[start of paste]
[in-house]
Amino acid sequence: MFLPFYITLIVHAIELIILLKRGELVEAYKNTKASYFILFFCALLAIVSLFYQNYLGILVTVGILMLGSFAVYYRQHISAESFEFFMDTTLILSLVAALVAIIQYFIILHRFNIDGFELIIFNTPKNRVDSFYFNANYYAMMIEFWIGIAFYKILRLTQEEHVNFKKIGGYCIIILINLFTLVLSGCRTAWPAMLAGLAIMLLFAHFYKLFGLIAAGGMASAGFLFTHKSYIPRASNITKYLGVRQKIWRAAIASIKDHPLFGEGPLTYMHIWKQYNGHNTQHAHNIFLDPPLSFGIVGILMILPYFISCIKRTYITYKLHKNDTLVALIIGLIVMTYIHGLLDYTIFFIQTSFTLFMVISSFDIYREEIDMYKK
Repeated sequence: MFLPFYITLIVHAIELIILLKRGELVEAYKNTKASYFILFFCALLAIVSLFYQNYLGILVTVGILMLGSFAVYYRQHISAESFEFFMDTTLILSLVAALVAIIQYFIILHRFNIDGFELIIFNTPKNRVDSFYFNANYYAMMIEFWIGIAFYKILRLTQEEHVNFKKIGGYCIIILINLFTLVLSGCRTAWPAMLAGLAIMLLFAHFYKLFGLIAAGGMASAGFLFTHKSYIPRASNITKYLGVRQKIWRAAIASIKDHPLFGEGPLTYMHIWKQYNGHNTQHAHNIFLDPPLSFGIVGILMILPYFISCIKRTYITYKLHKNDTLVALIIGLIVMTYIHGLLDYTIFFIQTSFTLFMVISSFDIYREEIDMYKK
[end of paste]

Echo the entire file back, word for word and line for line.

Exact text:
[in-house]
Amino acid sequence: MFLPFYITLIVHAIELIILLKRGELVEAYKNTKASYFILFFCALLAIVSLFYQNYLGILVTVGILMLGSFAVYYRQHISAESFEFFMDTTLILSLVAALVAIIQYFIILHRFNIDGFELIIFNTPKNRVDSFYFNANYYAMMIEFWIGIAFYKILRLTQEEHVNFKKIGGYCIIILINLFTLVLSGCRTAWPAMLAGLAIMLLFAHFYKLFGLIAAGGMASAGFLFTHKSYIPRASNITKYLGVRQKIWRAAIASIKDHPLFGEGPLTYMHIWKQYNGHNTQHAHNIFLDPPLSFGIVGILMILPYFISCIKRTYITYKLHKNDTLVALIIGLIVMTYIHGLLDYTIFFIQTSFTLFMVISSFDIYREEIDMYKK
Repeated sequence: MFLPFYITLIVHAIELIILLKRGELVEAYKNTKASYFILFFCALLAIVSLFYQNYLGILVTVGILMLGSFAVYYRQHISAESFEFFMDTTLILSLVAALVAIIQYFIILHRFNIDGFELIIFNTPKNRVDSFYFNANYYAMMIEFWIGIAFYKILRLTQEEHVNFKKIGGYCIIILINLFTLVLSGCRTAWPAMLAGLAIMLLFAHFYKLFGLIAAGGMASAGFLFTHKSYIPRASNITKYLGVRQKIWRAAIASIKDHPLFGEGPLTYMHIWKQYNGHNTQHAHNIFLDPPLSFGIVGILMILPYFISCIKRTYITYKLHKNDTLVALIIGLIVMTYIHGLLDYTIFFIQTSFTLFMVISSFDIYREEIDMYKK